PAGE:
Name: Mollie Turbeville
College & Majors/Minors: I graduated from North Carolina State University with a major in English Literature and a minor in Creative Writing.
Current Location: Raleigh, North Carolina
Current Form of Employment: Full-Time Editor
Where do you work and what is your current position?
By day, I'm a content editor for a digital marketing agency in downtown Raleigh. By night, I'm a freelance book editor. Through my editing business, Mohr Editing, I work with indie authors, small pubs, and editorial agencies. I also freelance with Kirkus Editorial and INDIE Books Gone Wild. I mostly edit middle grade and young adult novels, but I've worked on many different kinds of books for kids and adults. You can't keep me away from a good story.
Tell us about how you found your first job, and how you found your current job (if different).
My first job was as a customer service intern in college for a nonprofit organization, where I interviewed people and contributed to a local newsletter and helped develop a youth curriculum. I began working with the nonprofit through my internship class, and what started out as class credit turned into a paid summer gig. I loved to capture inspiring stories and share someone else's voice through my words! I became a copywriter for a literary consultancy and learned more about content marketing.
Over the years, I discovered a new passion: helping others refine their own words to tell the stories they've always wanted to tell. I pursued editing classes and a network of professionals through a few wonderful editorial associations. I became an editor because I loved watching a better product emerge. There's nothing more satisfying than helping someone's story come to life. After a few years of book editing, I decided to edit for content and digital marketing agencies for a change of pace. As a content editor for a digital marketing agency, I get to help businesses develop their brand identities and tell their own unique stories. My two editing worlds overlap in more ways than one.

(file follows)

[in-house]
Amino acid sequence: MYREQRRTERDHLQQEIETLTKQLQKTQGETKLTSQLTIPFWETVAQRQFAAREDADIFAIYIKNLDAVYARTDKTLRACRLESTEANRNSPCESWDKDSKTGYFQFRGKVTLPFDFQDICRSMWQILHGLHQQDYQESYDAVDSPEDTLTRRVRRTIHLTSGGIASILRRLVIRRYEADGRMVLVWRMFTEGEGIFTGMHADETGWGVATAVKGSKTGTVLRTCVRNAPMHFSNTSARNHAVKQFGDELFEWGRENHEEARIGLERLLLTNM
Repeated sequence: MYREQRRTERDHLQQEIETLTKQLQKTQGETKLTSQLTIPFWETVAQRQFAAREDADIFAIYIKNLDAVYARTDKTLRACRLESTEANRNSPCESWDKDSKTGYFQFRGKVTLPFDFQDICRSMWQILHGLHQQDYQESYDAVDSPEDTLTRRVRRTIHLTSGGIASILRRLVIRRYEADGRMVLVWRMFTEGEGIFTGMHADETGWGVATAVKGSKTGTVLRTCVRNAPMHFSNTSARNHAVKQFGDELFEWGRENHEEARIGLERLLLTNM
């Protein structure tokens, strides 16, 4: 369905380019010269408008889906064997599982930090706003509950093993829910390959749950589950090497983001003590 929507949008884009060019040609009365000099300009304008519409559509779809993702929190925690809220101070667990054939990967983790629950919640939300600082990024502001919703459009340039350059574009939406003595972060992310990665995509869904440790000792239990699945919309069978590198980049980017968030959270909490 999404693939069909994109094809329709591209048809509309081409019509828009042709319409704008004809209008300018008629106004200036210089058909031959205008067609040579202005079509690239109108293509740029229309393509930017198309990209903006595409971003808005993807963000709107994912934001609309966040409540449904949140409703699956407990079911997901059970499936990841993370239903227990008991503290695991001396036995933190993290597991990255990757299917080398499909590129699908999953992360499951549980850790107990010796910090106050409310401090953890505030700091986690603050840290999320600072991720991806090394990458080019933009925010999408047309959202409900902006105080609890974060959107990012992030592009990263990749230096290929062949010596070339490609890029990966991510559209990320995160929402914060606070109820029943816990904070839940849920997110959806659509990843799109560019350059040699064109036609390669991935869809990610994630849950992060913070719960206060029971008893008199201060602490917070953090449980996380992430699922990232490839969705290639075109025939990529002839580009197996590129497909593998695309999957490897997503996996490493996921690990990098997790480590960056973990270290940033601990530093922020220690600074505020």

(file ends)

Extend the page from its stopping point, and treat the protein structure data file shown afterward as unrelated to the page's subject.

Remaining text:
What was another writing-related job that was important in your career?
A copywriter position at a content marketing company taught me that I don't have to go looking for writing inspiration in spurts; I don't have to wait for creativity to "strike." With enough practice, I can harness creativity in an everyday routine. Demystifying the creative process has helped me overcome writer's block and fear. It is possible to commit to creative deadlines and longer projects. Perfection is overrated, and being a mature writer (or editor) is all about accepting the fact that you will always be growing; you will always be learning.
What did you do in college to prepare for your post-grad life?
My experience as editor-in-chief of N.C. State's literary arts publication helped me learn how to work in a creative team and meet deadlines while balancing a CRAZY schedule. Promoting the magazine and thinking outside of the box was also helpful in my approach to becoming a freelancer.
What is your advice for students and graduates with an English degree?
Specialize. Become interested in one or two areas and go for it. If you want to set yourself apart, look where your passion lies and make yourself an expert. That, and always devote time to learning. I probably learned more about editing in my continued education courses through other programs and associations than I did throughout my whole college career. If you go after what you really want to learn, you may surprise yourself!